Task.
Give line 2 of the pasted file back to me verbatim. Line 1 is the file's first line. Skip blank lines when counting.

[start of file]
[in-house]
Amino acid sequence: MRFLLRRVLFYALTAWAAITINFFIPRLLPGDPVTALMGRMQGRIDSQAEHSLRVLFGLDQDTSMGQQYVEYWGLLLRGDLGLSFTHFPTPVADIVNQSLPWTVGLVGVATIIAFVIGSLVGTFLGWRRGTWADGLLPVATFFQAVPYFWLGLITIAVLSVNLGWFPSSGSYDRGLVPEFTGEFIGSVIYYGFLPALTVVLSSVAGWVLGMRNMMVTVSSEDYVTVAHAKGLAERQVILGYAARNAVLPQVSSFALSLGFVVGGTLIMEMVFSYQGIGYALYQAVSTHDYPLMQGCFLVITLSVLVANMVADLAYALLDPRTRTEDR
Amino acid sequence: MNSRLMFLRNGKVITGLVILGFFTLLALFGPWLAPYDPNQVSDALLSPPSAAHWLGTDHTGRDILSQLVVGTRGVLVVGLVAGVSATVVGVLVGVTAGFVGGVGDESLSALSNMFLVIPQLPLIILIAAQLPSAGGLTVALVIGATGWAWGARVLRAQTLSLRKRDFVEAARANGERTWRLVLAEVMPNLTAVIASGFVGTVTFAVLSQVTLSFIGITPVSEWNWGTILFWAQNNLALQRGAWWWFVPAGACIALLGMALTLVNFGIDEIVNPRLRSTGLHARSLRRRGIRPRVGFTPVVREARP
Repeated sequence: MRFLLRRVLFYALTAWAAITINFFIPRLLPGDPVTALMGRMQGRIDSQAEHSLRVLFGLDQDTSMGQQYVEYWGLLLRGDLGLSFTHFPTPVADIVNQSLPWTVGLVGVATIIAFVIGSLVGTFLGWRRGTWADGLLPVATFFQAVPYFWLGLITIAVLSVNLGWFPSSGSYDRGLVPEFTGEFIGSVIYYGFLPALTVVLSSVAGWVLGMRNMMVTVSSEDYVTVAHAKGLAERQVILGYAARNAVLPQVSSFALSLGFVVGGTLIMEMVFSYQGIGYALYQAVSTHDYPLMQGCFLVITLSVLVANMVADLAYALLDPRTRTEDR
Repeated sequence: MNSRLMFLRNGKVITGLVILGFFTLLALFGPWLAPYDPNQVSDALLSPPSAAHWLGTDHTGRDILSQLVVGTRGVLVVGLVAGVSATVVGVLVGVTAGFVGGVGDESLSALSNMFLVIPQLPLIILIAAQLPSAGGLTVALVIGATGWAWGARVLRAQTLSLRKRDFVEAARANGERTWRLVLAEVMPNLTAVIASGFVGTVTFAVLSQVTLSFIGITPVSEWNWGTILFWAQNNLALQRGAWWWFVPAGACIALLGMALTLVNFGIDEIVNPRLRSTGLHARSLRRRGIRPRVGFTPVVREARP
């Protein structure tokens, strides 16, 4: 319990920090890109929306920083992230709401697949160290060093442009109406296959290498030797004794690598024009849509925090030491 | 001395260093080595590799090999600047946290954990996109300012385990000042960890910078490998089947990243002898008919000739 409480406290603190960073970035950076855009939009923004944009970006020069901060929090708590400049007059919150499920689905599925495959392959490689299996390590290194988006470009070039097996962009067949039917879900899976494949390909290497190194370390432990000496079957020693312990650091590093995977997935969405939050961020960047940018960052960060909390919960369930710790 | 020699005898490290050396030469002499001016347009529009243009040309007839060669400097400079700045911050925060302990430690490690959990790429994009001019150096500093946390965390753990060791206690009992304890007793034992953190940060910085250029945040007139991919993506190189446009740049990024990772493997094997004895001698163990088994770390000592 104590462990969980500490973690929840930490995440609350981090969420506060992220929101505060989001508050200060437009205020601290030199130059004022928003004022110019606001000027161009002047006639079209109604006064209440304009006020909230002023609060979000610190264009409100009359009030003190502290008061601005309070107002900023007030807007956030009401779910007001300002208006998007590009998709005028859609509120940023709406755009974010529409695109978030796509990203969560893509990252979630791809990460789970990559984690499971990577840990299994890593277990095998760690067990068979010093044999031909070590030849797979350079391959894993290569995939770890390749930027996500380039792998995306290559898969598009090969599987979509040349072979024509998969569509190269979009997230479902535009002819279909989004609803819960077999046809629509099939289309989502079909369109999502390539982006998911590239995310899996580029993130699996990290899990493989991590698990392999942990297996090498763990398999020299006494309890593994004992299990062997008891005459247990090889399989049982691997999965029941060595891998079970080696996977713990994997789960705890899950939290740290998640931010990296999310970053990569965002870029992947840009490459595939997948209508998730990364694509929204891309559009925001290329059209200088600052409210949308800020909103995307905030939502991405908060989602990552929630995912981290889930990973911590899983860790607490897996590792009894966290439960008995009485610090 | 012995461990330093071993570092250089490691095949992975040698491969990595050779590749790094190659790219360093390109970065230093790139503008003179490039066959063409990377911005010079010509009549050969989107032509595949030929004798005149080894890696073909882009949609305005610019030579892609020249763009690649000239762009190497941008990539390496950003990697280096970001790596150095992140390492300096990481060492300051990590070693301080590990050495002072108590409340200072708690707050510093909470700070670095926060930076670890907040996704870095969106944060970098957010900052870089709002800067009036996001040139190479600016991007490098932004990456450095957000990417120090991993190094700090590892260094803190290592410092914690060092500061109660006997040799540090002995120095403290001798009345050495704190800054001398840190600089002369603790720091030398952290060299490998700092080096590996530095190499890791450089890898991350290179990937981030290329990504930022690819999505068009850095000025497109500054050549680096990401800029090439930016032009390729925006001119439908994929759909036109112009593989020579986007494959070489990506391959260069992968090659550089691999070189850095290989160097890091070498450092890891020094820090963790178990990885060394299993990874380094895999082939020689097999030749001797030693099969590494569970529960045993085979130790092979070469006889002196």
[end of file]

Amino acid sequence: MRFLLRRVLFYALTAWAAITINFFIPRLLPGDPVTALMGRMQGRIDSQAEHSLRVLFGLDQDTSMGQQYVEYWGLLLRGDLGLSFTHFPTPVADIVNQSLPWTVGLVGVATIIAFVIGSLVGTFLGWRRGTWADGLLPVATFFQAVPYFWLGLITIAVLSVNLGWFPSSGSYDRGLVPEFTGEFIGSVIYYGFLPALTVVLSSVAGWVLGMRNMMVTVSSEDYVTVAHAKGLAERQVILGYAARNAVLPQVSSFALSLGFVVGGTLIMEMVFSYQGIGYALYQAVSTHDYPLMQGCFLVITLSVLVANMVADLAYALLDPRTRTEDR